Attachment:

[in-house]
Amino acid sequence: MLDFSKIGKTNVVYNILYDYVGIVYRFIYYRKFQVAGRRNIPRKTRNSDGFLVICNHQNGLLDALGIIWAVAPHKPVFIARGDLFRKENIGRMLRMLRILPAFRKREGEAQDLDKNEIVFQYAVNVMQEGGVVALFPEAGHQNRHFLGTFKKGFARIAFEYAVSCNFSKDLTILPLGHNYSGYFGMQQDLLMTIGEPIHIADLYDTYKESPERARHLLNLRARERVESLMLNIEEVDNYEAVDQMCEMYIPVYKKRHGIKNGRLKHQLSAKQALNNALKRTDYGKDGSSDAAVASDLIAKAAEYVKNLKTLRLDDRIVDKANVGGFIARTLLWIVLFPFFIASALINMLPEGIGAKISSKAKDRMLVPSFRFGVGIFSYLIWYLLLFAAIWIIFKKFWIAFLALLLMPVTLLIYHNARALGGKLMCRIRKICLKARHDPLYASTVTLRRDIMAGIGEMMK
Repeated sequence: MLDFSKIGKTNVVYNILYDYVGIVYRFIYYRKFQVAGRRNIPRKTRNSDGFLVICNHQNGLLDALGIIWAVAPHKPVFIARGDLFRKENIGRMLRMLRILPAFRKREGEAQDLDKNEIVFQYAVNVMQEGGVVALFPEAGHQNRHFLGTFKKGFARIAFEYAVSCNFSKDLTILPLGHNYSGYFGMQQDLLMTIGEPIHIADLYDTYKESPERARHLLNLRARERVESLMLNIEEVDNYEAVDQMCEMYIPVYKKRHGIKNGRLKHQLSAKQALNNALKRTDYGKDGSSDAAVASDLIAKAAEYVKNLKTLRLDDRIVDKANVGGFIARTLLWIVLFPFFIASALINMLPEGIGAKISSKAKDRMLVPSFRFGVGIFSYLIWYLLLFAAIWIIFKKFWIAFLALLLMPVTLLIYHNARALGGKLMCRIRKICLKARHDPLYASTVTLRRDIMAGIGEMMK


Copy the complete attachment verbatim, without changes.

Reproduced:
[in-house]
Amino acid sequence: MLDFSKIGKTNVVYNILYDYVGIVYRFIYYRKFQVAGRRNIPRKTRNSDGFLVICNHQNGLLDALGIIWAVAPHKPVFIARGDLFRKENIGRMLRMLRILPAFRKREGEAQDLDKNEIVFQYAVNVMQEGGVVALFPEAGHQNRHFLGTFKKGFARIAFEYAVSCNFSKDLTILPLGHNYSGYFGMQQDLLMTIGEPIHIADLYDTYKESPERARHLLNLRARERVESLMLNIEEVDNYEAVDQMCEMYIPVYKKRHGIKNGRLKHQLSAKQALNNALKRTDYGKDGSSDAAVASDLIAKAAEYVKNLKTLRLDDRIVDKANVGGFIARTLLWIVLFPFFIASALINMLPEGIGAKISSKAKDRMLVPSFRFGVGIFSYLIWYLLLFAAIWIIFKKFWIAFLALLLMPVTLLIYHNARALGGKLMCRIRKICLKARHDPLYASTVTLRRDIMAGIGEMMK
Repeated sequence: MLDFSKIGKTNVVYNILYDYVGIVYRFIYYRKFQVAGRRNIPRKTRNSDGFLVICNHQNGLLDALGIIWAVAPHKPVFIARGDLFRKENIGRMLRMLRILPAFRKREGEAQDLDKNEIVFQYAVNVMQEGGVVALFPEAGHQNRHFLGTFKKGFARIAFEYAVSCNFSKDLTILPLGHNYSGYFGMQQDLLMTIGEPIHIADLYDTYKESPERARHLLNLRARERVESLMLNIEEVDNYEAVDQMCEMYIPVYKKRHGIKNGRLKHQLSAKQALNNALKRTDYGKDGSSDAAVASDLIAKAAEYVKNLKTLRLDDRIVDKANVGGFIARTLLWIVLFPFFIASALINMLPEGIGAKISSKAKDRMLVPSFRFGVGIFSYLIWYLLLFAAIWIIFKKFWIAFLALLLMPVTLLIYHNARALGGKLMCRIRKICLKARHDPLYASTVTLRRDIMAGIGEMMK